I keep a book of quotations. It looks exactly like any other journal, but it’s for a different kind of journaling. Journaling with the words of other writers, if you will. Here I scribble down quotations from all kinds of books: poetry, theology, memoir, literary theory, fiction, you name it. I write down anything I want to remember.
Sometimes I use these quotations later, in my own writing or maybe just in conversation. But, it isn’t really about utility. It’s about beauty. Language can be so beautiful it stuns. However, I am generally reading so much, so quickly that I need a way to hold on to those beautiful bits that I just can’t bear to let wash down the stream of words, words, words.
During our recent vacation, I read Ian Morgan Cron’s Jesus, My Father, the CIA, and Me: A Memoir of Sorts.
It fully lives up to its title. Which means that the story it tells is crazy and beautiful, wise and, frequently, very, very funny.
Toward the end of his story, Cron describes the life-changing moment when he hears (or thinks he hears) the voice of Jesus asking him, Cron, for forgiveness. These words heal an ugly wound in Cron’s heart, but they puzzle him too.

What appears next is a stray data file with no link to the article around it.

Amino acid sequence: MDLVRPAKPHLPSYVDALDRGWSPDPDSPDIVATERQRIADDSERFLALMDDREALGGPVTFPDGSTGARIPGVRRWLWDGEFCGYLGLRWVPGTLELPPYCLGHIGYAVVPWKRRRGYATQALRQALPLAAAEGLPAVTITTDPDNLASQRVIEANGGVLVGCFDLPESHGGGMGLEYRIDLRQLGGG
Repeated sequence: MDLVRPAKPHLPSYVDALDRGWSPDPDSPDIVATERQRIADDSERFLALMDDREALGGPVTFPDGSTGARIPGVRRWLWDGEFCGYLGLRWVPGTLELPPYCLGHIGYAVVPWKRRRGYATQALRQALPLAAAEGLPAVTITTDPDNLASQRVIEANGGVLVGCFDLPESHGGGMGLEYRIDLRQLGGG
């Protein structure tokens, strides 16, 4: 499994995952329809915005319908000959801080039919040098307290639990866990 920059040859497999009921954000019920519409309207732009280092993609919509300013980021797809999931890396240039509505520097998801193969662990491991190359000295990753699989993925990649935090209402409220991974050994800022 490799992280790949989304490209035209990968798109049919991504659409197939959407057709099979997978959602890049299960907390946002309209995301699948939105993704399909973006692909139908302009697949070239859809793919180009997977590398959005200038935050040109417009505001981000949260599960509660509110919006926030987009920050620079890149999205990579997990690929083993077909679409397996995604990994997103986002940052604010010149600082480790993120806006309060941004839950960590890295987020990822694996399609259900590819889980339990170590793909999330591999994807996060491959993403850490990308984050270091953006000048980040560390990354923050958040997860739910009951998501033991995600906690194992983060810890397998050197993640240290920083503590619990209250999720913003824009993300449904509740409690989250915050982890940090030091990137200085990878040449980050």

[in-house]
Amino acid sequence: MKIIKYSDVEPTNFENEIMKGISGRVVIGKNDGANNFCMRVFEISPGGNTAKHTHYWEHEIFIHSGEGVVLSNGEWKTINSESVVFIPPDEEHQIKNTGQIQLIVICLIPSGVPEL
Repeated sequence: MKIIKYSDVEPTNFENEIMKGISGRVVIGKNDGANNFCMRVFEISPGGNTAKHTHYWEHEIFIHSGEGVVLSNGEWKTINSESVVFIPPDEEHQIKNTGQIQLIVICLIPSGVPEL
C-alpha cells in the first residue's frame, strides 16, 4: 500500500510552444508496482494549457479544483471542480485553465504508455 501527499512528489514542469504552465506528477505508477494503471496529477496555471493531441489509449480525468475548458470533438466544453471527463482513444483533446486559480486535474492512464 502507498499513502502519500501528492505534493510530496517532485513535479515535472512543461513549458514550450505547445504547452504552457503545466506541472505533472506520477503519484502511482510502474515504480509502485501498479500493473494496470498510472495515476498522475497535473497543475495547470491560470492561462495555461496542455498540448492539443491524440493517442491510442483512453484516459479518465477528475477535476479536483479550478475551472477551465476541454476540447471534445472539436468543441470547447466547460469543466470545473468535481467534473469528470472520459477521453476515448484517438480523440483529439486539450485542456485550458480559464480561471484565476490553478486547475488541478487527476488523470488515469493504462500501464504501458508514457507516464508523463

He knows in his head that Jesus is perfect. Knows that there can never be any reason why He would need to ask for forgiveness.
When asked, theologians, pastors, and priests consistently fail to unravel this apparent contradiction. Finally, a woman named Miss Annie, a woman with no seminary training, does exactly that. She tells Cron, “Why wouldn’t Jesus humble himself and tell a boy he was sorry for letting him down if he knew it would heal his heart?” Cron interrupts with what he knows: “But if Jesus is perfect?”
“Miss Annie ambled the five or six feet that separated us and took my hand. ‘Son,’ she said, rubbing my knuckles with her thumb, ‘love always stoops.’”
Since finishing the book, I’ve been considering the truth of Miss Annie’s words. I can remember years where the things I knew about God seemed to stand like a wall between me and His love. Learn just a little bit about God’s power, his glory, his holiness . . . do that, and it can be hard to fit your own miserable, tiny little self into the picture.
Maybe there are those who can hear a Sunday School lesson on God’s love and then feel it in their bones. All I really know is that it didn’t work that way for me. Perhaps my head and my heart are farther apart than they should be.
I will always be grateful that Love stooped down and came looking for me. Like Miss Annie said, Love humbles itself, Love stoops, and what this means to me is that Love pursues. Love chases. Love makes itself small enough for even our short-sighted, human eyeballs.
Love searches desperately for one lost sheep, and love keeps on searching until that sheep is safe, until that sheep knows and feels that she is loved.